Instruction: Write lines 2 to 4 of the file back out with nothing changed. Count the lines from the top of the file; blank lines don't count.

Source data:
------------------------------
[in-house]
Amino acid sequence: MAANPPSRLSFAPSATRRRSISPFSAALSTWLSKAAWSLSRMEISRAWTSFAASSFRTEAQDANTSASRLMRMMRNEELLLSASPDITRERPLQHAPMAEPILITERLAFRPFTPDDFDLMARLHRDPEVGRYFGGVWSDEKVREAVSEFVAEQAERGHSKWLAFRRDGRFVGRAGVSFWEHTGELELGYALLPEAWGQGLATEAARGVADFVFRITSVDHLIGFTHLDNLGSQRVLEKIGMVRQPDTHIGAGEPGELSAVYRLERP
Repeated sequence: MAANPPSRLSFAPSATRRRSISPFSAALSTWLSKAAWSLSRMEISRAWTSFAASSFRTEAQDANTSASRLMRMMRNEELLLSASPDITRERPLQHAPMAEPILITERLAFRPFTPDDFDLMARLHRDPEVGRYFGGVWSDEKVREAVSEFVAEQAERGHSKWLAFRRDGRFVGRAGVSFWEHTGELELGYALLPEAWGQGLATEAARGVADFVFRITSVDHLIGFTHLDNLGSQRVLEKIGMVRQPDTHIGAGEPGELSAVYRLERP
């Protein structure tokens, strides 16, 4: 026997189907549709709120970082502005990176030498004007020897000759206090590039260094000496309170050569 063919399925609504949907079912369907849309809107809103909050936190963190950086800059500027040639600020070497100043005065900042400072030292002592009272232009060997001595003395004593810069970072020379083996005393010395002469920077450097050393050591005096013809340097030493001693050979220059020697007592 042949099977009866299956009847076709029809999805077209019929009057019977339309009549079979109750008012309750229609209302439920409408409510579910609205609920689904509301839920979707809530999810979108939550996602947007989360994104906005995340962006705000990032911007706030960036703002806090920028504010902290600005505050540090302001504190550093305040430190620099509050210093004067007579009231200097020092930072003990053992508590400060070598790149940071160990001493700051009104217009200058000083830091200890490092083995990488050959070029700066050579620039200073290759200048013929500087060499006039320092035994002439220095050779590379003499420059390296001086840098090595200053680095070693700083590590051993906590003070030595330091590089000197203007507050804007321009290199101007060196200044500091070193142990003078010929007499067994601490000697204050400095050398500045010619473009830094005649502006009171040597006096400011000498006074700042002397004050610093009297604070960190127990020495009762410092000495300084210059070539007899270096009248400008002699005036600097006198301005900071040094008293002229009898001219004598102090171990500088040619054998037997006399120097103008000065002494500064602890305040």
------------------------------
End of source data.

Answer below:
Amino acid sequence: MAANPPSRLSFAPSATRRRSISPFSAALSTWLSKAAWSLSRMEISRAWTSFAASSFRTEAQDANTSASRLMRMMRNEELLLSASPDITRERPLQHAPMAEPILITERLAFRPFTPDDFDLMARLHRDPEVGRYFGGVWSDEKVREAVSEFVAEQAERGHSKWLAFRRDGRFVGRAGVSFWEHTGELELGYALLPEAWGQGLATEAARGVADFVFRITSVDHLIGFTHLDNLGSQRVLEKIGMVRQPDTHIGAGEPGELSAVYRLERP
Repeated sequence: MAANPPSRLSFAPSATRRRSISPFSAALSTWLSKAAWSLSRMEISRAWTSFAASSFRTEAQDANTSASRLMRMMRNEELLLSASPDITRERPLQHAPMAEPILITERLAFRPFTPDDFDLMARLHRDPEVGRYFGGVWSDEKVREAVSEFVAEQAERGHSKWLAFRRDGRFVGRAGVSFWEHTGELELGYALLPEAWGQGLATEAARGVADFVFRITSVDHLIGFTHLDNLGSQRVLEKIGMVRQPDTHIGAGEPGELSAVYRLERP
């Protein structure tokens, strides 16, 4: 026997189907549709709120970082502005990176030498004007020897000759206090590039260094000496309170050569 063919399925609504949907079912369907849309809107809103909050936190963190950086800059500027040639600020070497100043005065900042400072030292002592009272232009060997001595003395004593810069970072020379083996005393010395002469920077450097050393050591005096013809340097030493001693050979220059020697007592 042949099977009866299956009847076709029809999805077209019929009057019977339309009549079979109750008012309750229609209302439920409408409510579910609205609920689904509301839920979707809530999810979108939550996602947007989360994104906005995340962006705000990032911007706030960036703002806090920028504010902290600005505050540090302001504190550093305040430190620099509050210093004067007579009231200097020092930072003990053992508590400060070598790149940071160990001493700051009104217009200058000083830091200890490092083995990488050959070029700066050579620039200073290759200048013929500087060499006039320092035994002439220095050779590379003499420059390296001086840098090595200053680095070693700083590590051993906590003070030595330091590089000197203007507050804007321009290199101007060196200044500091070193142990003078010929007499067994601490000697204050400095050398500045010619473009830094005649502006009171040597006096400011000498006074700042002397004050610093009297604070960190127990020495009762410092000495300084210059070539007899270096009248400008002699005036600097006198301005900071040094008293002229009898001219004598102090171990500088040619054998037997006399120097103008000065002494500064602890305040």